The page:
The opposition bloc on Friday submitted a motion seeking a general debate without a vote to grill the government over an array of issues from price hikes to political reform failure.
Led by the Pheu Thai Party, seven opposition parties lodged the motion, signed by 173 MPs, with House Speaker Chuan Leekpai. It was submitted under Section 152 of the charter and would take place without a vote.
Pheu Thai Party leader Cholnan Srikaew said the debate would cover four main topics: the rising cost of living, Covid-19 and African swine fever (ASF) outbreaks, political reform failure, and flawed management of key policies.
The opposition would seek at least 36 hours for the debate, expected to take place in the middle of next month, tentatively Feb 16-18, said Dr Cholnan, also the opposition leader.
Asked if the planned debate would trigger any change, the Pheu Thai leader admitted he did not believe it would elicit change in the House of Representatives.
Under Section 152 of the charter, no vote is cast when a general debate concludes.
However, he said the opposition aims to tell the public the facts surrounding current problems, and that this would put more pressure on the government. He noted that complaints were coming from various professions.
“We hope the government will listen to us and to the people. The government should consider changes if they are for the better. The cabinet is the most important problem,” he said.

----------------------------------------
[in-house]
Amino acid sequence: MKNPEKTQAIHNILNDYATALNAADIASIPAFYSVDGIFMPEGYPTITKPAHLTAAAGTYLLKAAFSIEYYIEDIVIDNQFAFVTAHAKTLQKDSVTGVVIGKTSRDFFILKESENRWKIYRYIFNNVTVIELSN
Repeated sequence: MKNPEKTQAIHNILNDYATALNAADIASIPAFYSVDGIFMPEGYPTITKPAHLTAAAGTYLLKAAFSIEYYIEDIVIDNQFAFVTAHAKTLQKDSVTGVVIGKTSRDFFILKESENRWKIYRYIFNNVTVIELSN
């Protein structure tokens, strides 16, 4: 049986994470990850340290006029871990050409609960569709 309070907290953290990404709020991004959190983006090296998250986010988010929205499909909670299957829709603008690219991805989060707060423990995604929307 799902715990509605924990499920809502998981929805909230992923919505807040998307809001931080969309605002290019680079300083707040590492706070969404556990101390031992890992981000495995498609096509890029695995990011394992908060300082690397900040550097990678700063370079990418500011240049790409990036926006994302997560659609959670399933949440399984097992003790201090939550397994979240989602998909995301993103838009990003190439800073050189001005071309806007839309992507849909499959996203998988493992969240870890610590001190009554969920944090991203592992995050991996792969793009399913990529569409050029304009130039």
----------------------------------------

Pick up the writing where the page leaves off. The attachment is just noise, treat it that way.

Mr Chuan said the general debate is likely to be held in mid-February and the government and opposition will have to discuss how to allocate debate time.
In the motion, the opposition said the country was suffering its worst hardship since the 2014 military takeover.
Reasons cited include policy flip-flops and inadequate relief measures during the Covid-19 pandemic, causing the economy to nosedive and adversely affecting the tourism sector.
It also criticised the government for trying to cover up the ASF outbreak, as well as failing to address environmental problems, especially air pollution.
Political reform and decentralisation were stagnating as the government lacked the political will to push ahead while elections were marred with vote-buying, it claimed.
The fight against graft and efforts to combat drug problems were faltering, according to the motion, thus justifying the effort to grill the government and seek solutions.
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